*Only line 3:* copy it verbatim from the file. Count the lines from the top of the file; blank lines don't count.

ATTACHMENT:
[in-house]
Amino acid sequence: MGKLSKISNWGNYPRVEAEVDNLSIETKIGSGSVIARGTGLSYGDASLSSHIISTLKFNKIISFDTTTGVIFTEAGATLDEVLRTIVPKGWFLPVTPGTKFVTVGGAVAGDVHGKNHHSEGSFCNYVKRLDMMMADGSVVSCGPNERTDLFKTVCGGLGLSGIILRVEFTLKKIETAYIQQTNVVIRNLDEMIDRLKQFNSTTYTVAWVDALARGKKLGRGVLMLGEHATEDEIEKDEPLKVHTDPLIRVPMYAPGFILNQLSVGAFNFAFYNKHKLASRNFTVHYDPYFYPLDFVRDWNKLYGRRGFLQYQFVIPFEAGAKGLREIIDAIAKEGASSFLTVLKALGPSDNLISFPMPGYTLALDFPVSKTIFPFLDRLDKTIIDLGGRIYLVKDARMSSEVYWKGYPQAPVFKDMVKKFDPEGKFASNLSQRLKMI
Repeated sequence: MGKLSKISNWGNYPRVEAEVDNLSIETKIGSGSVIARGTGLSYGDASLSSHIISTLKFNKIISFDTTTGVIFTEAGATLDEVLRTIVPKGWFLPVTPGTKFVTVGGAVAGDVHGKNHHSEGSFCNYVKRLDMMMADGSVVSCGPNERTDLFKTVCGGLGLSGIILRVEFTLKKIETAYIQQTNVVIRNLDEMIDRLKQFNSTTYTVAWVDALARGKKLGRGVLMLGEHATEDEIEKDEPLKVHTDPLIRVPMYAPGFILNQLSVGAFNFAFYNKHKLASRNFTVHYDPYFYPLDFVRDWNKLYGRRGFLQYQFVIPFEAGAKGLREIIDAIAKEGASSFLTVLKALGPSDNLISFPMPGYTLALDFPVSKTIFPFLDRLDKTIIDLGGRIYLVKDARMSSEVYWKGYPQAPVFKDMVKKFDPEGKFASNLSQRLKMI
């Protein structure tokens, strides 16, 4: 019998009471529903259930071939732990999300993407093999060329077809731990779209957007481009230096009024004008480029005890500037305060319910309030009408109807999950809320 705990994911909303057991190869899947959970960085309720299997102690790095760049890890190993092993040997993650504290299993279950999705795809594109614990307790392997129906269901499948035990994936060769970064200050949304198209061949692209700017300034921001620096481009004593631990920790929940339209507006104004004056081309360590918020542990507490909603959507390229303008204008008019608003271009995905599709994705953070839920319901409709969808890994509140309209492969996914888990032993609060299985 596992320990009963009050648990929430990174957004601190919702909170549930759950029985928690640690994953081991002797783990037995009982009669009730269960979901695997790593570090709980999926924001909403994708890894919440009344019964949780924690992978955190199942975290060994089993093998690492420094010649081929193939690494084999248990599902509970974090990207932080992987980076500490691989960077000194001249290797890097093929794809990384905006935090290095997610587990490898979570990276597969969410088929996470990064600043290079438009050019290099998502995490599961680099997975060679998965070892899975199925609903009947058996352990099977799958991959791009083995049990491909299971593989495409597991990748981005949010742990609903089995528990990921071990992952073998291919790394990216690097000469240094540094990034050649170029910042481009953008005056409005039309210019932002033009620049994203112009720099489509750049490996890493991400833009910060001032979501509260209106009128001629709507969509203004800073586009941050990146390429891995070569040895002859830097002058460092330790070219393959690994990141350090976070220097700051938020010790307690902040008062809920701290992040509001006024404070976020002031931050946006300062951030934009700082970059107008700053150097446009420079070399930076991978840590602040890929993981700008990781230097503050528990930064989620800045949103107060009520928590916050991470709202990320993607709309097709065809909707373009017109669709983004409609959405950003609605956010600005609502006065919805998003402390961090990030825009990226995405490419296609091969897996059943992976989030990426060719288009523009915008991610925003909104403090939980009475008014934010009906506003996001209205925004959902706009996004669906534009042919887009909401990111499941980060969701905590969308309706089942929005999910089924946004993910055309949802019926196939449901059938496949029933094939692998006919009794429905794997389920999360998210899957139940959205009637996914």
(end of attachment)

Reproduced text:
Repeated sequence: MGKLSKISNWGNYPRVEAEVDNLSIETKIGSGSVIARGTGLSYGDASLSSHIISTLKFNKIISFDTTTGVIFTEAGATLDEVLRTIVPKGWFLPVTPGTKFVTVGGAVAGDVHGKNHHSEGSFCNYVKRLDMMMADGSVVSCGPNERTDLFKTVCGGLGLSGIILRVEFTLKKIETAYIQQTNVVIRNLDEMIDRLKQFNSTTYTVAWVDALARGKKLGRGVLMLGEHATEDEIEKDEPLKVHTDPLIRVPMYAPGFILNQLSVGAFNFAFYNKHKLASRNFTVHYDPYFYPLDFVRDWNKLYGRRGFLQYQFVIPFEAGAKGLREIIDAIAKEGASSFLTVLKALGPSDNLISFPMPGYTLALDFPVSKTIFPFLDRLDKTIIDLGGRIYLVKDARMSSEVYWKGYPQAPVFKDMVKKFDPEGKFASNLSQRLKMI